Founded in 1750 and initially the sport's governing body, the Jockey Club has evolved into the largest commercial group in British horse racing and reinvests its profits in the sport. Its 14 race courses also include Cheltenham and Newmarket.
The prize fund, which the Jockey Club calls the "lifeblood of the sport" totalled £16.4 million last year, up 3.4 million on 2010 when bad weather hit racing.
The Jockey Club said the money was increasingly important to stables because of diminishing returns from a levy paid by the betting industry.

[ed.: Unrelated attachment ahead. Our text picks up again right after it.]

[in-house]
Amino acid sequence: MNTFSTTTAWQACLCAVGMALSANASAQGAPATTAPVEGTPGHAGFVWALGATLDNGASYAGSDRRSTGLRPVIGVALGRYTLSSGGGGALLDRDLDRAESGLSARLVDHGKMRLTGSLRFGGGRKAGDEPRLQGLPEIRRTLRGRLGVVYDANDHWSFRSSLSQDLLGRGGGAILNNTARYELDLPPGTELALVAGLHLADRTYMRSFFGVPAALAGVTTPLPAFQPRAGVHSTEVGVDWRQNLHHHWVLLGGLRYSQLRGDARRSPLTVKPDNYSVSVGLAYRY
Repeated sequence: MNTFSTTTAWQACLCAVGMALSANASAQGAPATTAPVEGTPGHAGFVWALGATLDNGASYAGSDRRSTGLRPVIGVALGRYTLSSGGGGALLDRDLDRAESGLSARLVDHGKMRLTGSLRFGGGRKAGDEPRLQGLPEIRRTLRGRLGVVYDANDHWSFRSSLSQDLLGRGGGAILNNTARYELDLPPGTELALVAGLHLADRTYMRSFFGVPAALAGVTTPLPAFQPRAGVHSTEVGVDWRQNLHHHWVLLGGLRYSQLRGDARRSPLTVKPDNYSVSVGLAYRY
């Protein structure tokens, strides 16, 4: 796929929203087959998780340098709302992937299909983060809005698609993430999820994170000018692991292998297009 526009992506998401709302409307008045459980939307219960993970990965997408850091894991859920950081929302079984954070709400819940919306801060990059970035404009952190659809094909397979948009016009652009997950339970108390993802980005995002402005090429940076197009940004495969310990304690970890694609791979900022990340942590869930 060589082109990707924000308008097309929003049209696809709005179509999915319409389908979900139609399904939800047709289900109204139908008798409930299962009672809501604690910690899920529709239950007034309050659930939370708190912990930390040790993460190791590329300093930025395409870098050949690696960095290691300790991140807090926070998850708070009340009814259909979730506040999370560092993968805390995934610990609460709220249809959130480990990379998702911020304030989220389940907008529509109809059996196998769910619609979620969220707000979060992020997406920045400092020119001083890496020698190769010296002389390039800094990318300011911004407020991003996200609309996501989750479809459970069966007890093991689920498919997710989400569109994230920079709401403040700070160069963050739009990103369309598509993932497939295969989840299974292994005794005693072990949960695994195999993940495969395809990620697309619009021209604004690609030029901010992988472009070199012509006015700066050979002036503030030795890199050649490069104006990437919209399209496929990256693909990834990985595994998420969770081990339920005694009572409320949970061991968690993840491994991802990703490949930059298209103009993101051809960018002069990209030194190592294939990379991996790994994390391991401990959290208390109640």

"We were able to afford to contribute more than ever to British racing in the form of prize money, despite the challenging economic environment around us," said Simon Bazalgette, group chief executive.
"However, British racing is still significantly underfunded. We need the Government to press on with a legislative framework that allows racing to receive a fair commercial return from the betting industry."
The Jockey Club said funds from the levy fell from £115 million in 2007/08 to 65 million in 2011-12 because an increasing number of bookmakers moved operations offshore. The levy also does not cover wagers made via betting exchanges which connect punters online - a fast-growing activity.
Growth from major racing festivals, media rights, hospitality and sponsorship helped the Jockey Club to increase operating profit in 2011 to 19.2 million pounds, up from 18.3 million in 2010, it said.